Drinking water on Inishbofin may have been contaminated by elevated levels of manganese almost a month before people were told not to drink it.
Irish Water issued a Do Not Consume notice for the Inishbofin Public Water Supply on September 3.
However, the utility and county council have said that, following investigations, that water quality may have been failing to meet regulatory standards since August 11.
Anyone who may have health concerns after consuming the public water supply from August 11 onwards should contact their GP for advice.
The elevated levels of manganese at Lough Fawna are likely due to extremely low water levels after a prolonged period of dry weather.
Drinking water will generally become unpalatable (discoloured with an unpleasant taste) at levels above 50 µg/l which will deter you from drinking it.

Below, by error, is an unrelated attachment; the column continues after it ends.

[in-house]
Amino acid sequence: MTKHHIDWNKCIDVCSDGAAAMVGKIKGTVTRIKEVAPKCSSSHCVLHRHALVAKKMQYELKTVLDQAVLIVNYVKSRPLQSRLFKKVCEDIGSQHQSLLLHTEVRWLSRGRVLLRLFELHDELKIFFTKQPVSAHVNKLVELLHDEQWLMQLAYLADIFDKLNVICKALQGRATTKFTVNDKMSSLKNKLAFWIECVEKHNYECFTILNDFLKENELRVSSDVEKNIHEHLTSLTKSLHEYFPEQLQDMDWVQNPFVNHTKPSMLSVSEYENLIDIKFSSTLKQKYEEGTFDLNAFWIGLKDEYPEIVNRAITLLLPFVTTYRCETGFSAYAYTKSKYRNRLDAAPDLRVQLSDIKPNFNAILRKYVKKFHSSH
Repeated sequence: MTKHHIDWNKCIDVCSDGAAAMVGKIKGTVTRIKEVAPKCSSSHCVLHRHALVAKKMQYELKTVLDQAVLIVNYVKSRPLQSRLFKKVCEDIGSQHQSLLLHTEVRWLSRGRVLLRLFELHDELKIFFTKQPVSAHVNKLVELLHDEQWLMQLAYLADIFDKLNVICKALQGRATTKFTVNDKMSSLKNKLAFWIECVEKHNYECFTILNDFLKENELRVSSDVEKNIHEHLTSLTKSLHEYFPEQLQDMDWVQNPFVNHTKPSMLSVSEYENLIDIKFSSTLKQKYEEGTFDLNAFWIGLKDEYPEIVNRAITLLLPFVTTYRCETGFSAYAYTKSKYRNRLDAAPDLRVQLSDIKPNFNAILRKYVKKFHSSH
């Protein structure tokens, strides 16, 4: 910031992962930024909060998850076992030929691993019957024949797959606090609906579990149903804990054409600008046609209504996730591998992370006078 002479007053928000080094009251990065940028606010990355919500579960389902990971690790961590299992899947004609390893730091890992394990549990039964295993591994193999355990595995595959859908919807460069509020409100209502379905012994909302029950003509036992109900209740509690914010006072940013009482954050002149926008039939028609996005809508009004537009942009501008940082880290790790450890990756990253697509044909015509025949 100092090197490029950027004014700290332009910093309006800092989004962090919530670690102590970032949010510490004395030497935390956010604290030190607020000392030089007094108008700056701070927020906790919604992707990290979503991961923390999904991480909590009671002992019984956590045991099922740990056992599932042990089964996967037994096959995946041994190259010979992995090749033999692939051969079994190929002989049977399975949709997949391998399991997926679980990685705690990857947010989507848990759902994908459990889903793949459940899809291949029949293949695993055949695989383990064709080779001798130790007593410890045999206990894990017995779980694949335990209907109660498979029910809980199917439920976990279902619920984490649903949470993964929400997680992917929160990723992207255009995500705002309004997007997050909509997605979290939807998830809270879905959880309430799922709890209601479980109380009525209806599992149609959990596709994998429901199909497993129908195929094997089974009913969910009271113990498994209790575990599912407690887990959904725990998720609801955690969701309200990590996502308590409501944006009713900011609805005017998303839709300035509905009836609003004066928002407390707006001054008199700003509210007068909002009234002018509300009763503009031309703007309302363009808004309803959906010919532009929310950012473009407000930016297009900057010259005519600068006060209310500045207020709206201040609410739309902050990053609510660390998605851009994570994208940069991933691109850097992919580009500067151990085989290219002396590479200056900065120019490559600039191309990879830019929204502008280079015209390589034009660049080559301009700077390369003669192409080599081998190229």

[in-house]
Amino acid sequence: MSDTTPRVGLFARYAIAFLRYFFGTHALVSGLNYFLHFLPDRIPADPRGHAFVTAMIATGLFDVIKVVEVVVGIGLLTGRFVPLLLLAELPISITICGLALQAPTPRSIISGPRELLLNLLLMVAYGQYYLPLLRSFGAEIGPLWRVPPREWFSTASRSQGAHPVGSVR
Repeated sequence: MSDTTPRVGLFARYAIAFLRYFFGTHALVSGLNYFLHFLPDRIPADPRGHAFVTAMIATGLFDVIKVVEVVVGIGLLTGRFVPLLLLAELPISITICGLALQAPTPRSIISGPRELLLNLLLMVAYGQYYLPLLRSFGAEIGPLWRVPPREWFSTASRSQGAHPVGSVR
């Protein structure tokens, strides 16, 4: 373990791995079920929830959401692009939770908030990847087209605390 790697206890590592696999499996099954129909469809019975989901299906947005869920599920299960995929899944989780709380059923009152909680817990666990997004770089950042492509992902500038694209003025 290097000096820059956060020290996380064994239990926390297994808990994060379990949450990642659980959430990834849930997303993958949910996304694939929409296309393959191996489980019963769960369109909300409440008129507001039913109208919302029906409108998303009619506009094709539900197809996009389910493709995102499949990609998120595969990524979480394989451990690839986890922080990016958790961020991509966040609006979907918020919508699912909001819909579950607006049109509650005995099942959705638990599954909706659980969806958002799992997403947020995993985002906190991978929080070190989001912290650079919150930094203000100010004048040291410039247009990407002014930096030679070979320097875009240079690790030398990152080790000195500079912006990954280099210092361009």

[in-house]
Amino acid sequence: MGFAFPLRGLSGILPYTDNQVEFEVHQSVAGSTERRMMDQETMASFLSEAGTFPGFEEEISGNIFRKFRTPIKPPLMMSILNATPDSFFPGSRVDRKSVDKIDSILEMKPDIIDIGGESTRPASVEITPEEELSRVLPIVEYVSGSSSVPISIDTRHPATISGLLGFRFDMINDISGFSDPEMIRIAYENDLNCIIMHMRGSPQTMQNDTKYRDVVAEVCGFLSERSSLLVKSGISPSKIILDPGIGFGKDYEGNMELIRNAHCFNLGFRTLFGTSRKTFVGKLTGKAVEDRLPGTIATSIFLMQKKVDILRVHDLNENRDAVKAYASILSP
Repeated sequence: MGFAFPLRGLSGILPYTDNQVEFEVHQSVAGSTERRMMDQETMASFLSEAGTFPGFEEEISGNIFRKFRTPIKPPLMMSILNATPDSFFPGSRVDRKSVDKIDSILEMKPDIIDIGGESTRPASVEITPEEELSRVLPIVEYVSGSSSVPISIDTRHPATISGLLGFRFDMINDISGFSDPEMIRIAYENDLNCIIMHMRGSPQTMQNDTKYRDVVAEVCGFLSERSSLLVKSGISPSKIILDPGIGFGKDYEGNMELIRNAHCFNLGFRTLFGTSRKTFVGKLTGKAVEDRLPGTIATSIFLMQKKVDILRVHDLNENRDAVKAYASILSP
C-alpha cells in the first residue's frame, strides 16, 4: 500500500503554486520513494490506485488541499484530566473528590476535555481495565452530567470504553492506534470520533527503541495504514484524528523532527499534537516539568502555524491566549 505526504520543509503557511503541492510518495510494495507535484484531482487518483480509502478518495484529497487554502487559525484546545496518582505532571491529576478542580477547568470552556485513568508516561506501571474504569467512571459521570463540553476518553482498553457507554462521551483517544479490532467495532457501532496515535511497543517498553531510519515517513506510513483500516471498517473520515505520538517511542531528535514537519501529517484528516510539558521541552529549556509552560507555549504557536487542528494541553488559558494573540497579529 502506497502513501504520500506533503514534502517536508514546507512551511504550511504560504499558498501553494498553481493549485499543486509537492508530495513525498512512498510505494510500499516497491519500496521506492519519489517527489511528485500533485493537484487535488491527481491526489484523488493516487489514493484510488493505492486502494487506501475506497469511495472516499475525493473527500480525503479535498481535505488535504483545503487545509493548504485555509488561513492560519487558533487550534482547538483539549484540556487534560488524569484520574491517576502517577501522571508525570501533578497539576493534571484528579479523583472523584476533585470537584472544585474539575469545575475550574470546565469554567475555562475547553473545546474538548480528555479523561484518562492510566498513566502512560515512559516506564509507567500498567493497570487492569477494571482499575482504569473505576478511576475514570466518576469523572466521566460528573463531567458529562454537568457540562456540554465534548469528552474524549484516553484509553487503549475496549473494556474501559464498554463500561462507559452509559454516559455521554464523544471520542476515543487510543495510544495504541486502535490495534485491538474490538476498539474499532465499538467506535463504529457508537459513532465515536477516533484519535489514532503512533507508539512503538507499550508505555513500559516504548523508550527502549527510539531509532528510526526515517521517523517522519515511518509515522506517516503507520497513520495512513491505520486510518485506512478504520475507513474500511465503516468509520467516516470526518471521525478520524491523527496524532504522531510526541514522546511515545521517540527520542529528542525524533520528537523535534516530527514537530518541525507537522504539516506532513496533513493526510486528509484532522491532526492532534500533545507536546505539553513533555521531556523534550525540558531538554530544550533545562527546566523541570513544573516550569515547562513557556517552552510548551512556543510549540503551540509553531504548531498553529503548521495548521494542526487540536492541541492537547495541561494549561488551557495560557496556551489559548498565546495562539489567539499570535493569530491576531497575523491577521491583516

Tap water should not be used for drinking, making ice, brushing teeth, or preparing uncooked food. It can, however, still be used for showering and bathing.
Tankered and bottled water will continue to be made available from the old pier, and will be replenished twice a week for as long as necessary.
As far as addressing the problem goes, Irish Water has said that a specialist contractor will be on site this week to components of the filtration process, which were compromised by the poor water quality.
Irish Water is also adjusting the treatment process at the plant, but ultimately it will require a sustained period of rain over several weeks to increase the lake levels, which will be necessary for raw water quality to improve.